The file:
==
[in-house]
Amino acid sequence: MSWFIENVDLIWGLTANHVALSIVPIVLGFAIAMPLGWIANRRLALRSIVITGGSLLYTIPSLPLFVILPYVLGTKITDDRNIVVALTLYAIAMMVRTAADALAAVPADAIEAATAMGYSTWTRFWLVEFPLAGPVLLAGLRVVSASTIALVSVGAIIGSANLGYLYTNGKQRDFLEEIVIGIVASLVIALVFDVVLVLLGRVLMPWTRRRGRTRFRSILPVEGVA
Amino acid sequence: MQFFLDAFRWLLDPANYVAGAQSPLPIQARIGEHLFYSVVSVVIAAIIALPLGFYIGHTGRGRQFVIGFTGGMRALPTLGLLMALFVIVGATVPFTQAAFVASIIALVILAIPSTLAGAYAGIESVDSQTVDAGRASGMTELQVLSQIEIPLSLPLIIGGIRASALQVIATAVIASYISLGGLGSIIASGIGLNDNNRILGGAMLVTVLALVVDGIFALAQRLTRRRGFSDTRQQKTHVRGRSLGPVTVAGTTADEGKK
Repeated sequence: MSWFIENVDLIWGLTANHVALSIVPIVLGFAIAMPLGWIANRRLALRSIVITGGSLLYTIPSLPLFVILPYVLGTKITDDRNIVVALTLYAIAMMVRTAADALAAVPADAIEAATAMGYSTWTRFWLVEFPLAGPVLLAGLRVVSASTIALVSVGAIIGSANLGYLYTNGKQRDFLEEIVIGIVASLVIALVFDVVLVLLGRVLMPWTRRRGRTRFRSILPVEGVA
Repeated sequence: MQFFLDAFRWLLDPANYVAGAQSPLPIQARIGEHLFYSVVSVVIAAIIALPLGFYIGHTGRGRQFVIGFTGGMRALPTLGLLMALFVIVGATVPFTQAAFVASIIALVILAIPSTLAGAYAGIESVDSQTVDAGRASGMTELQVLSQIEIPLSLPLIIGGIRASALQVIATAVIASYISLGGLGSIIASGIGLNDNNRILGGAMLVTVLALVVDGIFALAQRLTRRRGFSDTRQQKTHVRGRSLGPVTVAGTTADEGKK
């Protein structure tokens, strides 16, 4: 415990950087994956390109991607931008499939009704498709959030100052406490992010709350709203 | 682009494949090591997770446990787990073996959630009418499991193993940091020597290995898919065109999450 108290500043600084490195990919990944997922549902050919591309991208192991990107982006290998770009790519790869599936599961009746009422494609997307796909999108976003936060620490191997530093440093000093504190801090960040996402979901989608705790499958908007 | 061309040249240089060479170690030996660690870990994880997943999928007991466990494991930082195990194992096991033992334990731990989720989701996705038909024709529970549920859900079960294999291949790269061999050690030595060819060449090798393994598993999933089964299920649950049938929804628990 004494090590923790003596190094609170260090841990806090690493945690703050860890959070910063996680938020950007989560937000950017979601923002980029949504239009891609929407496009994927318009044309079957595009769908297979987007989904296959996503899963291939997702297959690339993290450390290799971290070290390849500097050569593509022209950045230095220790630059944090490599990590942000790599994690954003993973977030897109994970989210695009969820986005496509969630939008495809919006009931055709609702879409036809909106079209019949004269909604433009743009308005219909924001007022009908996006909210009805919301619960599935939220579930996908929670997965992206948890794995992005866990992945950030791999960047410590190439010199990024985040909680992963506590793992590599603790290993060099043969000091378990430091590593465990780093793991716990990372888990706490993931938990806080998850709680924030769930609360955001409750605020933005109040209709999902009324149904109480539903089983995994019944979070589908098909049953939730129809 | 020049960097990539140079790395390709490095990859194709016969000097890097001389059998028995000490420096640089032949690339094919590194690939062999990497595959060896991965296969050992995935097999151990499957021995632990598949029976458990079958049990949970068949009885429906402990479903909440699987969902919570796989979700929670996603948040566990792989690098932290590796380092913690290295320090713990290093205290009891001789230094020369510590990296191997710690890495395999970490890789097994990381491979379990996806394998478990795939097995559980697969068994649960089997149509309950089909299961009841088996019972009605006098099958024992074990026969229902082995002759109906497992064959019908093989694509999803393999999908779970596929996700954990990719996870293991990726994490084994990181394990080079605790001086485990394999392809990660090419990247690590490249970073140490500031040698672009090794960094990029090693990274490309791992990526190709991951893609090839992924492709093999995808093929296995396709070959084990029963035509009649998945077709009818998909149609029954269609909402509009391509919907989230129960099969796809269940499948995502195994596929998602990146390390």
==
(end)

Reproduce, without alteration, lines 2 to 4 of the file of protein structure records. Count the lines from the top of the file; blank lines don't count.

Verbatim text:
Amino acid sequence: MSWFIENVDLIWGLTANHVALSIVPIVLGFAIAMPLGWIANRRLALRSIVITGGSLLYTIPSLPLFVILPYVLGTKITDDRNIVVALTLYAIAMMVRTAADALAAVPADAIEAATAMGYSTWTRFWLVEFPLAGPVLLAGLRVVSASTIALVSVGAIIGSANLGYLYTNGKQRDFLEEIVIGIVASLVIALVFDVVLVLLGRVLMPWTRRRGRTRFRSILPVEGVA
Amino acid sequence: MQFFLDAFRWLLDPANYVAGAQSPLPIQARIGEHLFYSVVSVVIAAIIALPLGFYIGHTGRGRQFVIGFTGGMRALPTLGLLMALFVIVGATVPFTQAAFVASIIALVILAIPSTLAGAYAGIESVDSQTVDAGRASGMTELQVLSQIEIPLSLPLIIGGIRASALQVIATAVIASYISLGGLGSIIASGIGLNDNNRILGGAMLVTVLALVVDGIFALAQRLTRRRGFSDTRQQKTHVRGRSLGPVTVAGTTADEGKK
Repeated sequence: MSWFIENVDLIWGLTANHVALSIVPIVLGFAIAMPLGWIANRRLALRSIVITGGSLLYTIPSLPLFVILPYVLGTKITDDRNIVVALTLYAIAMMVRTAADALAAVPADAIEAATAMGYSTWTRFWLVEFPLAGPVLLAGLRVVSASTIALVSVGAIIGSANLGYLYTNGKQRDFLEEIVIGIVASLVIALVFDVVLVLLGRVLMPWTRRRGRTRFRSILPVEGVA